As anyone who’s attended our recent enfranchisement or leaseholders’ webinars will know, many residential apartment buildings create a residents’ management company (RMC), which are owned by leaseholders, to deal with the management and maintenance of the building, writes Laurent Vaughan a Senior Solicitor in our experienced Landlord & Tenant team.
RMCs are required to have directors, who are responsible for their day-to-day management. The directors are usually the owners of flats who accept the appointment to gain further input and visibility on the decisions of the RMC, and because they see it as a positive way of supporting the community they live in.
But none of the recent legislation around leasehold has recognised that acting as a director is usually an unpaid role and carries many of the onerous risks being a director of a limited company brings.
To work properly the role of the RMC requires a significant time commitment by directors, who should attend board meetings, keep up to date with information from the property managers and liaise with other leaseholders and third parties on a regular basis.
Sometimes quite personal decisions need to be made, and directors may find themselves in direct conflict with members of the RMC, who might probably be their neighbours. For instance, the decision to recover several months’ of unpaid service charges might require the appointment of a solicitor or recovery agency to force a neighbour to pay their fees.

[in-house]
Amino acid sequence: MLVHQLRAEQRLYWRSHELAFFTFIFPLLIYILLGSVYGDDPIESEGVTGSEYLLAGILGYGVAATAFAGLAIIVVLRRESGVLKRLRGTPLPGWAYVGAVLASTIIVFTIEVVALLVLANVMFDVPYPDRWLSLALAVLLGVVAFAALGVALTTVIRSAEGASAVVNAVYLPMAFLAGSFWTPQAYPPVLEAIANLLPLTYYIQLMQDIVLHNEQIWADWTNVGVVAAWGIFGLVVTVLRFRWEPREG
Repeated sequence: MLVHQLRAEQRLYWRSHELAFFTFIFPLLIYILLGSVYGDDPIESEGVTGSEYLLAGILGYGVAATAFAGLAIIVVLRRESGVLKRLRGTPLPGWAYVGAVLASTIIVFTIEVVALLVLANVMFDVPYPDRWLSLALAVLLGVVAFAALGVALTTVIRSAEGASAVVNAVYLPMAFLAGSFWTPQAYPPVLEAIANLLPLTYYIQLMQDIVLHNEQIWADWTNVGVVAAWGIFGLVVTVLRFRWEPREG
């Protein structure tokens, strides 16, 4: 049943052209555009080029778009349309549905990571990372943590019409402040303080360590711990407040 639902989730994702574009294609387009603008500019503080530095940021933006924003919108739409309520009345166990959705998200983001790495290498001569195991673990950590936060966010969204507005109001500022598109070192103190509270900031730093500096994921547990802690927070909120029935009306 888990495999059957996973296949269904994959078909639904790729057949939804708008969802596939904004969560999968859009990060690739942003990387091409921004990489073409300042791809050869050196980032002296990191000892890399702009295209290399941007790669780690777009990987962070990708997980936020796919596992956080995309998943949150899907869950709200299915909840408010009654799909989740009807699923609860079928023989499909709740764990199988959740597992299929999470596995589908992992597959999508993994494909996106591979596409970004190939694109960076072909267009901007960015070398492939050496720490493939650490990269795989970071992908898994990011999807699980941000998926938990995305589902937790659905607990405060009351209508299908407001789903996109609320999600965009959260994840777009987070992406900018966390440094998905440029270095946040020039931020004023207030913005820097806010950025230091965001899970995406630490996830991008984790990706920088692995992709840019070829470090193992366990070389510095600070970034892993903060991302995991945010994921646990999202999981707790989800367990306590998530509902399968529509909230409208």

Directors of RMCs are also subject to various directors’ duties, which if breached can lead to personal liability for the director concerned. These range from specific responsibilities set out in the Companies Act 2006, the Landlord and Tenant Act 1985 and duties under health and safety legislation. Anyone who’s been following the progress of the Fire Safety or Health and Safety legislation post-Grenfell Tower will appreciate that many of these duties are very onerous, requiring training, which many volunteer directors are understandably less inclined to do.
I always advise anyone thinking of joining an RMC to ensure that the company has directors and officers’ liability insurance in place, to protect directors from any claim brought against them in respect of their actions as a director.
Directors also need to be aware of the block’s Articles of Association and any other documents governing the running of the RMC. They need to understand the nature and extent of any obligations on the landlord or the RMC in the leases themselves and ensure compliance with them.
A frequent cause of friction for example relates to the application of policies requiring leaseholders to alter their flat or introduce pets.
Fortunately, firms such as Bishop & Sewell have lots of helpful resources available to RMC directors both new and experienced. My colleagues’ frequent articles here on this blog should also give you some handy tips and signposts on how to avoid the pitfalls. Being an RMC director is a necessary and important role, but one to approach with your eyes wide open.
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The above is accurate as at 24 June 2022. The information above may be subject to change during these ever-changing times.